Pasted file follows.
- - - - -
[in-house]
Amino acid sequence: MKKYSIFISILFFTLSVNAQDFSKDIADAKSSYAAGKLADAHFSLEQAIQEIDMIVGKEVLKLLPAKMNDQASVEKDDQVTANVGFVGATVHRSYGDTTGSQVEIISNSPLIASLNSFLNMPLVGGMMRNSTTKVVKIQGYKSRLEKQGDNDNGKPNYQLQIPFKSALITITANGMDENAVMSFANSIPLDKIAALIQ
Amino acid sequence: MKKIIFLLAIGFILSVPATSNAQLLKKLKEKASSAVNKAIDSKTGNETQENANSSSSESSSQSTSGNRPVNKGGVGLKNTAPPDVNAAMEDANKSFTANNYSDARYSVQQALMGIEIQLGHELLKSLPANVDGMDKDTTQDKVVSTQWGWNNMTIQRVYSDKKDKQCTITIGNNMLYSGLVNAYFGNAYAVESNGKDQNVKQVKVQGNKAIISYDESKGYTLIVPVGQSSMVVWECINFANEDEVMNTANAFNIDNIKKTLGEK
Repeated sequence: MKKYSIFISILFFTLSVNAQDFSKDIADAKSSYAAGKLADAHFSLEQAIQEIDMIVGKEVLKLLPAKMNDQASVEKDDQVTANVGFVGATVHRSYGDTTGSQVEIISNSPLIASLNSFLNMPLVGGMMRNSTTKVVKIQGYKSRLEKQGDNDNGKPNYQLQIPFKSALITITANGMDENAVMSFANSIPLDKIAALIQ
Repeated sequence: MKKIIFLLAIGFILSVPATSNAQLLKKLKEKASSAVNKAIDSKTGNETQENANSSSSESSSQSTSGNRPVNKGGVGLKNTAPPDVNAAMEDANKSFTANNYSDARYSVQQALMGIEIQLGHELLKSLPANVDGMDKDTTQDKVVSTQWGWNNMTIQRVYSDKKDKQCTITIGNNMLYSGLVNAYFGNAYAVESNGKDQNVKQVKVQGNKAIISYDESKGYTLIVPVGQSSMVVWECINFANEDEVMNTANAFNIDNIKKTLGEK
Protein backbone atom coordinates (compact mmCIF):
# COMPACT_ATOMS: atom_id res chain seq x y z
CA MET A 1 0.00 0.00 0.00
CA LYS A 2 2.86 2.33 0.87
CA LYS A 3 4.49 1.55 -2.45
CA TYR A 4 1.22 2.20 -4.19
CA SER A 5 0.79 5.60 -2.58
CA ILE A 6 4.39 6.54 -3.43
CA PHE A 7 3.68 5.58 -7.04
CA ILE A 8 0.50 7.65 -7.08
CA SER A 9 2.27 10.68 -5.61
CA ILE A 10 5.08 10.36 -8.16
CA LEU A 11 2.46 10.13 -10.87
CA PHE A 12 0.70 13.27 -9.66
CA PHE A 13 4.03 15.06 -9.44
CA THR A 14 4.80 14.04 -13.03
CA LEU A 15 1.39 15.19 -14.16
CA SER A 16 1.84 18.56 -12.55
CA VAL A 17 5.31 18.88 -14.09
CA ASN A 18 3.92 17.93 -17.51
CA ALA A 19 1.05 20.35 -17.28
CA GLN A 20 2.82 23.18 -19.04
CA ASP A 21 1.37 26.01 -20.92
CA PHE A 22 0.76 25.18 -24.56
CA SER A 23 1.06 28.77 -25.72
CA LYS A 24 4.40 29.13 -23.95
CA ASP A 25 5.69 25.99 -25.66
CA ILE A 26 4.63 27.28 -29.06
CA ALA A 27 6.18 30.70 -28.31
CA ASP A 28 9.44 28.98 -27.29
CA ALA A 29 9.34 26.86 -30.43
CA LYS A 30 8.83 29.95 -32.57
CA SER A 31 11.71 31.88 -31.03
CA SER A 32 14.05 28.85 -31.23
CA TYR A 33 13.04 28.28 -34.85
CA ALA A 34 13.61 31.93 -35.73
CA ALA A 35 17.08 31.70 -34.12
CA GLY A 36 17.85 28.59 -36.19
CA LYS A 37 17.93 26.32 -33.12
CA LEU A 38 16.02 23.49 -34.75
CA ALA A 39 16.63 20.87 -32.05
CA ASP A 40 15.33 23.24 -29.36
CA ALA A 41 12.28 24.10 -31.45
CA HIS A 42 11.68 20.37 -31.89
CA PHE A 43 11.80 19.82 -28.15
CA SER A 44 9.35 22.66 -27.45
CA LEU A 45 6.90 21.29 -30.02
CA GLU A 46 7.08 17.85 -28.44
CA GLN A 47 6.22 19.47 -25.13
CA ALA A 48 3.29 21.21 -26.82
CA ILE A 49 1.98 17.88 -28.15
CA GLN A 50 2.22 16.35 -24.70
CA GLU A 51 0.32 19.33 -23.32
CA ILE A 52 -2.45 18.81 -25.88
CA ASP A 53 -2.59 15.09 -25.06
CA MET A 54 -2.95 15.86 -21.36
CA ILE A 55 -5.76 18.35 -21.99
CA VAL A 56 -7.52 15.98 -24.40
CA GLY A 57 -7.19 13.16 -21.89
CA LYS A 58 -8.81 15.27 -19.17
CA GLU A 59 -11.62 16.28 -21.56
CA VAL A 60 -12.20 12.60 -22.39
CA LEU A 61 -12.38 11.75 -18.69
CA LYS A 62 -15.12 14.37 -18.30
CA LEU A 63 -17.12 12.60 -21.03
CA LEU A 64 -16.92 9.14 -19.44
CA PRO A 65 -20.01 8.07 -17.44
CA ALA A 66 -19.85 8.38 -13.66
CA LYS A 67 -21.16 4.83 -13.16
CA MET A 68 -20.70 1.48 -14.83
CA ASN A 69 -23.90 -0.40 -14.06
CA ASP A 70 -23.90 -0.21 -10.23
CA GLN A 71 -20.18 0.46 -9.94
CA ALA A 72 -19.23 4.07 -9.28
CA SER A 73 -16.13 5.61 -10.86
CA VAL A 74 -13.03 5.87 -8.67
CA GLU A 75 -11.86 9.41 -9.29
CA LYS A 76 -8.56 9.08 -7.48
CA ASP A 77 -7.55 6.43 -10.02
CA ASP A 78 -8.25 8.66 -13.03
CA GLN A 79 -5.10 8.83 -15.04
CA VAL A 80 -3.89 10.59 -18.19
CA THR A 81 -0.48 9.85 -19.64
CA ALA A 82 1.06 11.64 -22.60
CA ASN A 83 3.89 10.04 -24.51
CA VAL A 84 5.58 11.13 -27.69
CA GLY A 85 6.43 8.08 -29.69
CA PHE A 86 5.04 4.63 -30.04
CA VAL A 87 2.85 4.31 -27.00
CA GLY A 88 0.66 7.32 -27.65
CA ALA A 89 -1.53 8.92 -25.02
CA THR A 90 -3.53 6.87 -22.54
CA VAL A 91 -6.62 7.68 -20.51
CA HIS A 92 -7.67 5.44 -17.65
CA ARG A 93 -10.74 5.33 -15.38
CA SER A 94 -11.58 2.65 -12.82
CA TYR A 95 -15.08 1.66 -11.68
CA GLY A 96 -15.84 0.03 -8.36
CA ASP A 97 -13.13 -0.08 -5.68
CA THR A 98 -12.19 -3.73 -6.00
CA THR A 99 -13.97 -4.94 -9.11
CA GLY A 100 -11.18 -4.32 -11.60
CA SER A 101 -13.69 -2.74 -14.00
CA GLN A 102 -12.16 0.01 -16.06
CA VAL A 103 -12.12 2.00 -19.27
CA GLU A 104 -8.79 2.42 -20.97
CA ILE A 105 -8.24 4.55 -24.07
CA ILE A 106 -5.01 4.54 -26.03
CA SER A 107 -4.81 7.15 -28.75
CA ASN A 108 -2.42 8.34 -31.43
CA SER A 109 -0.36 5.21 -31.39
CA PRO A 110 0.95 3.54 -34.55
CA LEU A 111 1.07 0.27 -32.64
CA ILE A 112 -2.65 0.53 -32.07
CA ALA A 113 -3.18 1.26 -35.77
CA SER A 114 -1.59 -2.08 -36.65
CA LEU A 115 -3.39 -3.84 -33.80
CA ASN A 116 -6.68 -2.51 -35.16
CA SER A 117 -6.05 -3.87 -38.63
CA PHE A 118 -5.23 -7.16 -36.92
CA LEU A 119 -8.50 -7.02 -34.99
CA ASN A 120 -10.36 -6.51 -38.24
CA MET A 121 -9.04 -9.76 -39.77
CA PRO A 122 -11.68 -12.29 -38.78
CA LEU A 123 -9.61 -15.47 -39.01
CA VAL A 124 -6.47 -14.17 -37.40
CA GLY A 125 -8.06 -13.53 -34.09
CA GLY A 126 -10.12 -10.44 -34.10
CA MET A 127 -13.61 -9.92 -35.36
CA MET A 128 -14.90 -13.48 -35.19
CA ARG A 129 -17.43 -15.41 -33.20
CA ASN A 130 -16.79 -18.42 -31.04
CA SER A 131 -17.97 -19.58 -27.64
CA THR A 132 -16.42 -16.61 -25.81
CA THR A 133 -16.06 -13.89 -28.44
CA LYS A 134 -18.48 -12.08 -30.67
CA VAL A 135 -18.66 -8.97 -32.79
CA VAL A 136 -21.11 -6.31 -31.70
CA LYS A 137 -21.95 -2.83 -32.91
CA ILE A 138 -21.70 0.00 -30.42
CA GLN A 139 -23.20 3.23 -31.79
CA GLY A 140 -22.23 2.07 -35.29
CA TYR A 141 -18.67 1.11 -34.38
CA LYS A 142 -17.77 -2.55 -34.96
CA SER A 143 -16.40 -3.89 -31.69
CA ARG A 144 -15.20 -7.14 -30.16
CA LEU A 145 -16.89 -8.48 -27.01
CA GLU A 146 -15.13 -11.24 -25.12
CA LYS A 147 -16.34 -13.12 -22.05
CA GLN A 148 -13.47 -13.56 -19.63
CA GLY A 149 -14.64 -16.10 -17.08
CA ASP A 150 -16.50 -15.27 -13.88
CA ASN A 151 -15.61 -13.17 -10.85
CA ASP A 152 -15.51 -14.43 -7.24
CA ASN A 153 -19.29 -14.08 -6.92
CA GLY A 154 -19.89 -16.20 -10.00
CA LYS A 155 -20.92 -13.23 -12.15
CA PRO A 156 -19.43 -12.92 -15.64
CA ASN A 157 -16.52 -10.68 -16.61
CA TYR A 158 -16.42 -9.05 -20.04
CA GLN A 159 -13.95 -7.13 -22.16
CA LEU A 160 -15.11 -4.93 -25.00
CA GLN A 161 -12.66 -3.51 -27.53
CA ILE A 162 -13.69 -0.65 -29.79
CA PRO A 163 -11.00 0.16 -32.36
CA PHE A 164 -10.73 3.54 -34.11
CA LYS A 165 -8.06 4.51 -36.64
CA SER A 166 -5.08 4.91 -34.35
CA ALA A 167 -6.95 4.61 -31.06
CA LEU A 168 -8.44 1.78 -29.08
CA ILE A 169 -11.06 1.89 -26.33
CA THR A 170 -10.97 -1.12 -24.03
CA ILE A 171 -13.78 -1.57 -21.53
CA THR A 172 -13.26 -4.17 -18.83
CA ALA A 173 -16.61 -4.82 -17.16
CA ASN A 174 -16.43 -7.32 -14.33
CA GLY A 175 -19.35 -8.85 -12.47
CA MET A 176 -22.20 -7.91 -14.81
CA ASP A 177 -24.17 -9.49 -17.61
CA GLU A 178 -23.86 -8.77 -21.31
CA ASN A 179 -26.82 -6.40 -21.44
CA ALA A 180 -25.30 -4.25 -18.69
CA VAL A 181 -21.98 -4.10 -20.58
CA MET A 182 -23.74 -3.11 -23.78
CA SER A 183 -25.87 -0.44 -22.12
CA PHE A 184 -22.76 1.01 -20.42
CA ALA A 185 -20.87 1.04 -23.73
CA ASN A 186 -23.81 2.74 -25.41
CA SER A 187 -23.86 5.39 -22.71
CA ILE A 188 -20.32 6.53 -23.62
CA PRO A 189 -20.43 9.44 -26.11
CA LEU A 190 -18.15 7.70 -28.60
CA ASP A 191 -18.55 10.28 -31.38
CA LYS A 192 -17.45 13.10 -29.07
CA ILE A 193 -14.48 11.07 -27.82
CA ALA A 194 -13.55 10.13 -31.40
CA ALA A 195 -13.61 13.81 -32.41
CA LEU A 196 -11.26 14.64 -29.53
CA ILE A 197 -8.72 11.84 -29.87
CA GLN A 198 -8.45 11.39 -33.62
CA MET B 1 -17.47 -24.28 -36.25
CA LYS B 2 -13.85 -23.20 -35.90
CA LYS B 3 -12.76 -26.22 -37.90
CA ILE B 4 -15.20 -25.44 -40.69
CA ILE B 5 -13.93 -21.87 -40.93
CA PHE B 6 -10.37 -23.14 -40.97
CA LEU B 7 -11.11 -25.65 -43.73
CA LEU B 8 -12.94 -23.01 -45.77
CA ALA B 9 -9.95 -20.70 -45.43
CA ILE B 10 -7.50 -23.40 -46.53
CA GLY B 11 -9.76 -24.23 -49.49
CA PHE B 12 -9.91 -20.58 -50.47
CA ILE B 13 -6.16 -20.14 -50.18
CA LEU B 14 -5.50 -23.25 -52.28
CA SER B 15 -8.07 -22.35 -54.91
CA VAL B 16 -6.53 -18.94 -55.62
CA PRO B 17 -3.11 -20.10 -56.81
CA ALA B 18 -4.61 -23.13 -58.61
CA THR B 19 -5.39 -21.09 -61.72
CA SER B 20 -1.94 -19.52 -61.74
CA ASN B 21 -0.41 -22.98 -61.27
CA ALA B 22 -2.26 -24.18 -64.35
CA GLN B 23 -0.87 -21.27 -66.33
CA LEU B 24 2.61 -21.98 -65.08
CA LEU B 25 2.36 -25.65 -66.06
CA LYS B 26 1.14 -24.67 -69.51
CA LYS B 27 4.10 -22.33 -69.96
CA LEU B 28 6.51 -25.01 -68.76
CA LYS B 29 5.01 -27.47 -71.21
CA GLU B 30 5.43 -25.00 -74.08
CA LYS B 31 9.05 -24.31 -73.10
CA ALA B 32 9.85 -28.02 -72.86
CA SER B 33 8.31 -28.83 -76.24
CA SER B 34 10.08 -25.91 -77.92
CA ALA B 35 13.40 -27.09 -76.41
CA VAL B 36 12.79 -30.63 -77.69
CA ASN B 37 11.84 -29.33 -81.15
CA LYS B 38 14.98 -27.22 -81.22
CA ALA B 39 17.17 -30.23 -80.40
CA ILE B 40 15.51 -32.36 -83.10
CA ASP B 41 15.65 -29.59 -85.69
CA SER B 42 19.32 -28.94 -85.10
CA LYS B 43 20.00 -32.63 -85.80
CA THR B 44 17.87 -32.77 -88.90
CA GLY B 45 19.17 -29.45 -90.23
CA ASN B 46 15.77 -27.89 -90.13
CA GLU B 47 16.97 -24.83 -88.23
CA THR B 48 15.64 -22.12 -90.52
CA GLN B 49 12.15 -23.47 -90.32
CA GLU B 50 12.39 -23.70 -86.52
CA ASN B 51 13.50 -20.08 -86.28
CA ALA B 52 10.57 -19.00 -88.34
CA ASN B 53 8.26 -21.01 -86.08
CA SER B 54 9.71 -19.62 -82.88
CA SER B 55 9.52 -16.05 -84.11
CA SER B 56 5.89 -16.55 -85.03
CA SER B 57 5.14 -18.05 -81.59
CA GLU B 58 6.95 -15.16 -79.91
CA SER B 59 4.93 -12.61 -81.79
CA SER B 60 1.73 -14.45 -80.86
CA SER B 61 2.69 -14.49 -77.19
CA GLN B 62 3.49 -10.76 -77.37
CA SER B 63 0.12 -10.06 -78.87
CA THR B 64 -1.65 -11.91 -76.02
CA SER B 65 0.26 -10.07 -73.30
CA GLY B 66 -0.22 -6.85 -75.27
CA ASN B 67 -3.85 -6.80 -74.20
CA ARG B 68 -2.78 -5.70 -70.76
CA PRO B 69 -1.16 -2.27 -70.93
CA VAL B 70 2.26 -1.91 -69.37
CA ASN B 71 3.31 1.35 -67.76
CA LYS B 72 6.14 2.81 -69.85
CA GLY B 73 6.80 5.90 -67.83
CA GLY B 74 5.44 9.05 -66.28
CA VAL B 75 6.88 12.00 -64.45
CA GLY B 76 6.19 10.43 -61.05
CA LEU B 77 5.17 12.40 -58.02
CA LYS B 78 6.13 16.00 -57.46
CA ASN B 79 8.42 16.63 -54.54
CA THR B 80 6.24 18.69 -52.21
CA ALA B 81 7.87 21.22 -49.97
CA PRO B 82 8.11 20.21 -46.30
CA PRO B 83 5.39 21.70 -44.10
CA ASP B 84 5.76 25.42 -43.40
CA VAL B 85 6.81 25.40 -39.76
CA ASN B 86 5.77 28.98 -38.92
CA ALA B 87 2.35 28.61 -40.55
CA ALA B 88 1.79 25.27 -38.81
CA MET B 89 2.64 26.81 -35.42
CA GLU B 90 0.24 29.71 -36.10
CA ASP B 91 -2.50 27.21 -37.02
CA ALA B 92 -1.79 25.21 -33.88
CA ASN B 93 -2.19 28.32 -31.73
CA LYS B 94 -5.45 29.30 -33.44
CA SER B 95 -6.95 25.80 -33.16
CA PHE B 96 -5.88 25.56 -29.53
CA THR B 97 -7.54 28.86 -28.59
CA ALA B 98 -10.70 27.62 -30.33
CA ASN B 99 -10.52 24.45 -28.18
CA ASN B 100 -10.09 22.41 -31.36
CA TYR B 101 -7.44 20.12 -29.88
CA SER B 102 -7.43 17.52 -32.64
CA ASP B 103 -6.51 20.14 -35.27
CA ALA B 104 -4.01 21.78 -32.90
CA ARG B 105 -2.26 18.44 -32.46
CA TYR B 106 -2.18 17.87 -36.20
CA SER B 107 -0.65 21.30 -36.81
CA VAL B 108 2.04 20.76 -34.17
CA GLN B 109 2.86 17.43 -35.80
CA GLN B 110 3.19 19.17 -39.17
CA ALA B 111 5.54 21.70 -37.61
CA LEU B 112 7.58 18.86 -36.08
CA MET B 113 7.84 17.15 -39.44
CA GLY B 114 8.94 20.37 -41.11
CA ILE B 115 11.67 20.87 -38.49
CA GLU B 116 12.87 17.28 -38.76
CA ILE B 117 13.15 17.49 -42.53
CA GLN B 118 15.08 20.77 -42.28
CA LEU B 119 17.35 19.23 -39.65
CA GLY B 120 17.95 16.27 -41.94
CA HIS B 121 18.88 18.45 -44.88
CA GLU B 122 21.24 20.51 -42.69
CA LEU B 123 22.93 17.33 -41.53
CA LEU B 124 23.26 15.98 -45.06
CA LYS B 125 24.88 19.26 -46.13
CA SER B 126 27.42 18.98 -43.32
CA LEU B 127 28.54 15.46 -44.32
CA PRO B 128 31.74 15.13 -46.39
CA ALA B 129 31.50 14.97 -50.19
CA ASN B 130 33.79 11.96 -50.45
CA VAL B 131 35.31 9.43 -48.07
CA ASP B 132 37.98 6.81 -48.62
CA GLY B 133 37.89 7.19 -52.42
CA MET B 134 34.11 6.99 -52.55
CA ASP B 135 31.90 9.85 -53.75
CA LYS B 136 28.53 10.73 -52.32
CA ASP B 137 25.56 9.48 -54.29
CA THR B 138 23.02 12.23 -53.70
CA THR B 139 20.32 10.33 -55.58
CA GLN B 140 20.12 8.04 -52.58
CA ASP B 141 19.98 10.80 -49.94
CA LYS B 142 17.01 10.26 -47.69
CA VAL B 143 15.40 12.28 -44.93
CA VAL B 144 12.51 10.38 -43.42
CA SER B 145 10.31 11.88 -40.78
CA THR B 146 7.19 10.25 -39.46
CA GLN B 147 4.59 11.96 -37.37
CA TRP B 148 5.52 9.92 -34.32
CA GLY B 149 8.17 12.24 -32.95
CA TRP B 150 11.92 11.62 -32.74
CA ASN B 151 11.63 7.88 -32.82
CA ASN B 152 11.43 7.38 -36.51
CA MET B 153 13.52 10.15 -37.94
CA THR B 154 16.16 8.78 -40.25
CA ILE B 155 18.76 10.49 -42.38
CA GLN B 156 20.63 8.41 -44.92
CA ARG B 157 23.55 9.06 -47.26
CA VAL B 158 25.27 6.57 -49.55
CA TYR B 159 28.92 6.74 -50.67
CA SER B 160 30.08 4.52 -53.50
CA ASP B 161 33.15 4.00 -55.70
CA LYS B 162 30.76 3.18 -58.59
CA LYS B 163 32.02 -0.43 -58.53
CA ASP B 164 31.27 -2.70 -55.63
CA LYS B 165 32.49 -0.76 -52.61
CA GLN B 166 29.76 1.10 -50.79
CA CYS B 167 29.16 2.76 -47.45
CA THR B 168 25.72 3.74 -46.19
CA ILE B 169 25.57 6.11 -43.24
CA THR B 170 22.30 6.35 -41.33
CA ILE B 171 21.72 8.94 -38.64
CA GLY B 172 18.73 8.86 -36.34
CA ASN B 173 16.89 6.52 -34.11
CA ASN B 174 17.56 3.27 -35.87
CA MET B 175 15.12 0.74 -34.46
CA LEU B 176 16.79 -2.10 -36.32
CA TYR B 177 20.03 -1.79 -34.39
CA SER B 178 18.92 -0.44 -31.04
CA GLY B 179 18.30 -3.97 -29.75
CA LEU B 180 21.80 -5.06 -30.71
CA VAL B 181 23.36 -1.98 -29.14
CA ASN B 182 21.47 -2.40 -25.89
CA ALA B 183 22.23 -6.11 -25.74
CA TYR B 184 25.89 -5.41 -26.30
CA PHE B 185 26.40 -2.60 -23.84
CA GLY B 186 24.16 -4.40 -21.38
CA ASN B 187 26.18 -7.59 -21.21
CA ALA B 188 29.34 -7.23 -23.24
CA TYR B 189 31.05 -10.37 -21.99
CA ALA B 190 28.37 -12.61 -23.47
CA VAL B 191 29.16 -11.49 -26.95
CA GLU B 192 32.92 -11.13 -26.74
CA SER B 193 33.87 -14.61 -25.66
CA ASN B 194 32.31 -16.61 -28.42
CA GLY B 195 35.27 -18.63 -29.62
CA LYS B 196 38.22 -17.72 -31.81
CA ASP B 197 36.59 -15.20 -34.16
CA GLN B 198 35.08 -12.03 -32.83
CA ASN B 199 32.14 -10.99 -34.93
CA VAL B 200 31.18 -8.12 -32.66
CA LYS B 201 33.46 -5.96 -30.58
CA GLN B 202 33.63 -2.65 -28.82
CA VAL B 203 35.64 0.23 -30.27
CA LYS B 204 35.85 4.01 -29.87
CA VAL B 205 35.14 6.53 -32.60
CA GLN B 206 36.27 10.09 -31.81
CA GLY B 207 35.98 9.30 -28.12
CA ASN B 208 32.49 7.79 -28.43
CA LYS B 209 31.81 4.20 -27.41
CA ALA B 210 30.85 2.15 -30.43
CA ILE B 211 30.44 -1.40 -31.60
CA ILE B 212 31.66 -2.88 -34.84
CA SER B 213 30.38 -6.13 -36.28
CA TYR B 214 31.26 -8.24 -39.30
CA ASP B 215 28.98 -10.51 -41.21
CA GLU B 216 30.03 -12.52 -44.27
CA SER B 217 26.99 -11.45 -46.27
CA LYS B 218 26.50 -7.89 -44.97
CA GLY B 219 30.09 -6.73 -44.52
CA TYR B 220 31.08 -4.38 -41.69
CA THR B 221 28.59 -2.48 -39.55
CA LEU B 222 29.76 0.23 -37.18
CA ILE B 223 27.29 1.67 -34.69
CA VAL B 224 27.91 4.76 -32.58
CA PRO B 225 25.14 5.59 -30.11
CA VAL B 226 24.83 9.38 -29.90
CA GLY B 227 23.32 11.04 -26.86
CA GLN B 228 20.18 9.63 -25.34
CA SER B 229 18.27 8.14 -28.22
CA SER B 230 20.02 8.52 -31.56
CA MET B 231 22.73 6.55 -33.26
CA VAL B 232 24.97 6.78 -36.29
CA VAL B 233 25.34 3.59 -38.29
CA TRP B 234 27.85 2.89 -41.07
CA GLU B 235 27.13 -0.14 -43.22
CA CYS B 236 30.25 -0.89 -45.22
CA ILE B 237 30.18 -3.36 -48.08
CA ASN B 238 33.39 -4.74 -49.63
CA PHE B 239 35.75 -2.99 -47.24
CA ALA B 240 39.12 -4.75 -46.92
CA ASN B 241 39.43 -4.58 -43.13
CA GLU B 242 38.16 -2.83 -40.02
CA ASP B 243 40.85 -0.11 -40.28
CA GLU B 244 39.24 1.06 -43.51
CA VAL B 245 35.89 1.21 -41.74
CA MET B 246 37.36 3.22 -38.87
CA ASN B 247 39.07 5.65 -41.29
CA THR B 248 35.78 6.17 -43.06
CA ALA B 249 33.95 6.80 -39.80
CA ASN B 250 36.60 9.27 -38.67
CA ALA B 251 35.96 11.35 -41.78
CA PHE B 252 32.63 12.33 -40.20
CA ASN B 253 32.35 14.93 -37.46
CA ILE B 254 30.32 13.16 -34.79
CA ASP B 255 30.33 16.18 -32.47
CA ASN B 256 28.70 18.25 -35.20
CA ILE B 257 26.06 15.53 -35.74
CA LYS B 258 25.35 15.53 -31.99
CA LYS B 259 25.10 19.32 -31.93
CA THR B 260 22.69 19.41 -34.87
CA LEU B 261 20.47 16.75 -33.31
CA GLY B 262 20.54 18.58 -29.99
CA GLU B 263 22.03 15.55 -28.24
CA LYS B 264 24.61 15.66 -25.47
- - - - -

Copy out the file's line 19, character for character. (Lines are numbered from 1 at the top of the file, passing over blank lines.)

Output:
CA PHE A 12 0.70 13.27 -9.66